Lucapa Diamond Company plans to cut and polish select stones in-house in an effort to maximize value for its shareholders.
Third-party manufacturers charge high fees without adding significant value, explained CEO Stephen Wetherall in a recent interview. Bypassing them — either by partnering with a manufacturer of the company’s choice, or by cutting and polishing its own diamonds — would save Lucapa money, he told Rapaport News.
While the miner would prefer the former solution, it has not ruled out cutting and polishing some of the diamonds itself on a standalone basis, he said. Lucapa has yet to determine the percentage of its stones it will ultimately manufacture, but Wetherall expects the figure to vary from year to year.
“We are initially entering into the sector by looking at select or bespoke diamonds,” he added. “It might grow down the line into other more regular sizes, but it will be select diamonds initially. Ideally, the strategy will incorporate select diamonds from both [the Lulo and Mothae mines].”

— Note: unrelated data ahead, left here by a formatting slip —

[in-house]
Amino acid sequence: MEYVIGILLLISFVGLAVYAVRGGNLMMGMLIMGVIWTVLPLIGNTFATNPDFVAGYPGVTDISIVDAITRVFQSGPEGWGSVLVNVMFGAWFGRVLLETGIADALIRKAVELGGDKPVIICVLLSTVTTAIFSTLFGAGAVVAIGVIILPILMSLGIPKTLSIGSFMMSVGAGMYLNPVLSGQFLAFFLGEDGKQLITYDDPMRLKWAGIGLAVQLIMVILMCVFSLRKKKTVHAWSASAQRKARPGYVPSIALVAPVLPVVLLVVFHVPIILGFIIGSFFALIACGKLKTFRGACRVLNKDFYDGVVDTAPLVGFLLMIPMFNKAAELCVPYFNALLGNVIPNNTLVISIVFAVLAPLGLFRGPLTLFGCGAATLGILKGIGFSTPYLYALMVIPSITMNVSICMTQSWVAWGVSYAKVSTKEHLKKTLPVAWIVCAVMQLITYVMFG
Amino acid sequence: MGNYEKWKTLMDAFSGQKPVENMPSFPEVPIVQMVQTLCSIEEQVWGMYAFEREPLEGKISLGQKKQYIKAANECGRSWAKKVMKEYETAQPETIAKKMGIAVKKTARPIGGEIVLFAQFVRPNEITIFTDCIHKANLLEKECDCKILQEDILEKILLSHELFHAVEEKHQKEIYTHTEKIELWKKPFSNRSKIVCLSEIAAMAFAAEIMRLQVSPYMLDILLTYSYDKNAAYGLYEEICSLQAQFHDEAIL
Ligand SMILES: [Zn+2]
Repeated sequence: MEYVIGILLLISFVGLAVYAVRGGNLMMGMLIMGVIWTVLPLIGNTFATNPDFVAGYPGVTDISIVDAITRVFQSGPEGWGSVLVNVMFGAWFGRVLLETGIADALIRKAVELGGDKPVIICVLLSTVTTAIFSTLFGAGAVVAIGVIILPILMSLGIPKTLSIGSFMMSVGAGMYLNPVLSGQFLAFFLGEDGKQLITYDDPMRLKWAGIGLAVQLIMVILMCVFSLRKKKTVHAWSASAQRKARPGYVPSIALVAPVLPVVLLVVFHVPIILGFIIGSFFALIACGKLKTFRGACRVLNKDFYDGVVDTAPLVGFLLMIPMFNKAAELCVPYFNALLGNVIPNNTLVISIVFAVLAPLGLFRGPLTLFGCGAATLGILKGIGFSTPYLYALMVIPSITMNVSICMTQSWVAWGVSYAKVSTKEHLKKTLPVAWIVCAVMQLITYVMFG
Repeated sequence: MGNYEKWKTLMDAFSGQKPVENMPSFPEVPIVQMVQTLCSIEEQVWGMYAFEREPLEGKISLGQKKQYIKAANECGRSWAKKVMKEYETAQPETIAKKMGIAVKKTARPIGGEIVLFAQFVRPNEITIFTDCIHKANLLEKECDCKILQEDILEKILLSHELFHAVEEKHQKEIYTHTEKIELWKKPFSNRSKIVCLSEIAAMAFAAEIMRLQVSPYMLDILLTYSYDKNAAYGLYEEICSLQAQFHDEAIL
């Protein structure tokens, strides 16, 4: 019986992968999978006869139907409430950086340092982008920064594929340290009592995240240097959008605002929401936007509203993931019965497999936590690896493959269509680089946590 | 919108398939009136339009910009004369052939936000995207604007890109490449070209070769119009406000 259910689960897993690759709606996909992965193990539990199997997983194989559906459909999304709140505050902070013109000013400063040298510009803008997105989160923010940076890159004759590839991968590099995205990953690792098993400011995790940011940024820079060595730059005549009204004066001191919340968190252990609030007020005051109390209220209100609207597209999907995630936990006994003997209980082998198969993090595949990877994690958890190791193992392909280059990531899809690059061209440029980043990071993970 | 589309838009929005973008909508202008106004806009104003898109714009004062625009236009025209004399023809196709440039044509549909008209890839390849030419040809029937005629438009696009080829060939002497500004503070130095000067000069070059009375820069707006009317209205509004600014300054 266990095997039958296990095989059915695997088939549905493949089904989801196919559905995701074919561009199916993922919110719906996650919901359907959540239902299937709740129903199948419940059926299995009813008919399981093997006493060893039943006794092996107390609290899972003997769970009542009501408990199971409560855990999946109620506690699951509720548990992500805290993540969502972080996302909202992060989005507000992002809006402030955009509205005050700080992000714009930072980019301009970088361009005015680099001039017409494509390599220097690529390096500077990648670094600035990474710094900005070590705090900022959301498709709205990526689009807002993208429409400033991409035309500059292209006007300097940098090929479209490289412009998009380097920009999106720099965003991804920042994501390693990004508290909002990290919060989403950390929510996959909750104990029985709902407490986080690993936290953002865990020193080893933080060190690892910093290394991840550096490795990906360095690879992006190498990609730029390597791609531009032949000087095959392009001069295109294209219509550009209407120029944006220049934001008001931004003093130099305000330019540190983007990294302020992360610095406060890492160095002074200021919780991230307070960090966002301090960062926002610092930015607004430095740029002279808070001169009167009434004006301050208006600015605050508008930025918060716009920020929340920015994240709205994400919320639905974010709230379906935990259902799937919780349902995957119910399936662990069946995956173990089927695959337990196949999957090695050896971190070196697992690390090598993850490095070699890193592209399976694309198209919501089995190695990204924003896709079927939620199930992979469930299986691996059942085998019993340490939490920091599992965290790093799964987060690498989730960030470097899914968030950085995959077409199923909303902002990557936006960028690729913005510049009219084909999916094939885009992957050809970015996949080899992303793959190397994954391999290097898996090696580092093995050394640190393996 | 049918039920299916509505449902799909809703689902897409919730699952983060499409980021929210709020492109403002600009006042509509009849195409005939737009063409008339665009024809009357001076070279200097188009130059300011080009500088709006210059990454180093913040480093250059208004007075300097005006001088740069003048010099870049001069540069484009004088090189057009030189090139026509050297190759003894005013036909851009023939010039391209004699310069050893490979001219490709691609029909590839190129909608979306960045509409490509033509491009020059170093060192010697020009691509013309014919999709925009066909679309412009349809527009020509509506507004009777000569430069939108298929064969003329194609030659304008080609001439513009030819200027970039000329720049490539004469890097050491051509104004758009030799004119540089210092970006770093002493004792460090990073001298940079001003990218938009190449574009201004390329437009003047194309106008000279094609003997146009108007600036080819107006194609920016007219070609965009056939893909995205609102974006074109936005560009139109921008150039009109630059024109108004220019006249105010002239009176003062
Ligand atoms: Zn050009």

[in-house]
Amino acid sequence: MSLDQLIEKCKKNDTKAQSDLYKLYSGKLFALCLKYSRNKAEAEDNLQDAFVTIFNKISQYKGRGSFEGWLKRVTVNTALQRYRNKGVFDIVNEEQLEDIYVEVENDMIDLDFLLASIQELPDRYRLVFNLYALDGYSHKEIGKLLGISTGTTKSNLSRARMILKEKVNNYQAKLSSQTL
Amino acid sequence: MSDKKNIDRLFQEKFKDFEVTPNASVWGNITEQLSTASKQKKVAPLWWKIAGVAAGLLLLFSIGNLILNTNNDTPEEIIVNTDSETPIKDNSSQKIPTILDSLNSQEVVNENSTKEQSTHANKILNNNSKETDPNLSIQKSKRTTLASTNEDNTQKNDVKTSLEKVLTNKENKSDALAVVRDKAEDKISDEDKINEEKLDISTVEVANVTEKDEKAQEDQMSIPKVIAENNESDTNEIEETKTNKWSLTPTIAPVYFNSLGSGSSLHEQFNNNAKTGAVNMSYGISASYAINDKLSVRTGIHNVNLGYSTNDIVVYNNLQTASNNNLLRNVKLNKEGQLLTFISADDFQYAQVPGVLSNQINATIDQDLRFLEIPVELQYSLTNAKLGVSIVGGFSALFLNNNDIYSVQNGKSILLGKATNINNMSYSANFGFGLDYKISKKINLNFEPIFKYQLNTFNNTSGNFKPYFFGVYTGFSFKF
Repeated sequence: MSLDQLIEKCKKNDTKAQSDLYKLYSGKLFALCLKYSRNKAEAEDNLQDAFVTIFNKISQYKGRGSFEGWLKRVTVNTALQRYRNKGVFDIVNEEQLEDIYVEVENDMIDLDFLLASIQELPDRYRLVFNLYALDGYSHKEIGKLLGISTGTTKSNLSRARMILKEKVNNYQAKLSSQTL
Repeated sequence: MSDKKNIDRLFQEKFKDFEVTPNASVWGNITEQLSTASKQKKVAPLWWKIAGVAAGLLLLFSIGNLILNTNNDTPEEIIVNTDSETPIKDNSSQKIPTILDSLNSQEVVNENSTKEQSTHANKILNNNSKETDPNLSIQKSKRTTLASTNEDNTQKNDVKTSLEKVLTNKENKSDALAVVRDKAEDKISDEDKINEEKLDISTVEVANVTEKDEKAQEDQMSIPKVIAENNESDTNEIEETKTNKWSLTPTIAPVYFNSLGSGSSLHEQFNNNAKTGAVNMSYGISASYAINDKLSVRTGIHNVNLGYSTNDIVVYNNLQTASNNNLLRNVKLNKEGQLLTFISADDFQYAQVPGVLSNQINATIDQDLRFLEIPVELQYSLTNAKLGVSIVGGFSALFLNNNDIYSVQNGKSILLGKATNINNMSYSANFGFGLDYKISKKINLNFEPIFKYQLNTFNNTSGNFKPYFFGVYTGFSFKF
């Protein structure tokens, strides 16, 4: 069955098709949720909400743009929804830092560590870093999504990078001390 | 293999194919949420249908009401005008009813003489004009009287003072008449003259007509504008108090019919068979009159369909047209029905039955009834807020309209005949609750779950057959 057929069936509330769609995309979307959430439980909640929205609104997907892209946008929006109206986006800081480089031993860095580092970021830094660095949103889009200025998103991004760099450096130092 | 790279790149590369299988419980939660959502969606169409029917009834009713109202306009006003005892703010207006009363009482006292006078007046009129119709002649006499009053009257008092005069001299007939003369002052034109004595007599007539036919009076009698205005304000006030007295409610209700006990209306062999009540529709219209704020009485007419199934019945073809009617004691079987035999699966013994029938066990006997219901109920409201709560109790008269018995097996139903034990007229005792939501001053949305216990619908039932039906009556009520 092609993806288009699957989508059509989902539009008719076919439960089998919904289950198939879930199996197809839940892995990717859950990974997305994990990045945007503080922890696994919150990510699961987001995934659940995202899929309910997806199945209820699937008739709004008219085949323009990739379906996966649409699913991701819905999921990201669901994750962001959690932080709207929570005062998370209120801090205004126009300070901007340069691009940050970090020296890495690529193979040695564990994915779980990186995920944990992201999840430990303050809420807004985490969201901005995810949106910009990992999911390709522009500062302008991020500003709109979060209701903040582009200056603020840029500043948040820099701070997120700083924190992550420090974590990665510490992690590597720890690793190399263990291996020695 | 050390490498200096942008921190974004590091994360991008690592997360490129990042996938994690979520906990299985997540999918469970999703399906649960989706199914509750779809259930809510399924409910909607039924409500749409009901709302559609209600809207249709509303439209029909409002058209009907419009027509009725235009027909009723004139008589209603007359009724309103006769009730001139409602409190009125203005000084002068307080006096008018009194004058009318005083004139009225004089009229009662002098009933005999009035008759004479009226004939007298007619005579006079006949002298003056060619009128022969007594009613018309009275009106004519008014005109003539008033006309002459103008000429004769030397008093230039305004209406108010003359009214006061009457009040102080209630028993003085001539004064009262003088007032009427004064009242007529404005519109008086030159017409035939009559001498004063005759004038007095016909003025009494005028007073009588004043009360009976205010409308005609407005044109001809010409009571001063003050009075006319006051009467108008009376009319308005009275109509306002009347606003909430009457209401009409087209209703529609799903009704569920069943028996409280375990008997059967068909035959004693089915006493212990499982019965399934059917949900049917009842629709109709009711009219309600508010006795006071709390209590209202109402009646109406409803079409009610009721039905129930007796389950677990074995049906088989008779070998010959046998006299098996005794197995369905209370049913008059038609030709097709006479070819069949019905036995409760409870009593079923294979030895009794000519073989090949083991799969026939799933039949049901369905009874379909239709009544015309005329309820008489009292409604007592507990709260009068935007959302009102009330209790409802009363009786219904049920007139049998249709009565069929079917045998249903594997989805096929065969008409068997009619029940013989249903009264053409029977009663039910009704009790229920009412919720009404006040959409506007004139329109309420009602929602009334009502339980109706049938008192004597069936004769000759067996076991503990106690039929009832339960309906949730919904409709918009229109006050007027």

Lucapa hasn’t yet found a location for its manufacturing venture, Wetherall noted. However, one option is Angola, which just opened a new facility.
Additionally, the miner intends to maximize profits further by focusing on its Lulo operations in Angola and its Mothae project in Lesotho. While Lucapa won’t discontinue its Orapa or Brooking exploration projects, Wetherall said, ramping up production at the other two mines will take precedence.
“Growing shareholder value is our major imperative, which, in the current climate, we believe warrants a complete focus on our high-value and cash-generating assets,” he stated. “We are still very enthusiastic about [the other] two assets, but at present, it is about creating shareholder value.”
While the company had originally expected to double the amount of ore it processes at Mothae by 2021, it now plans to bring that date forward. It is also set to increase production at Lulo this year by 25% — introducing an additional operating shift on the diamond treatment plant to process ore around the clock, the company said.
The miner believes Lulo has significant potential to become a “world-class asset,” Wetherall added.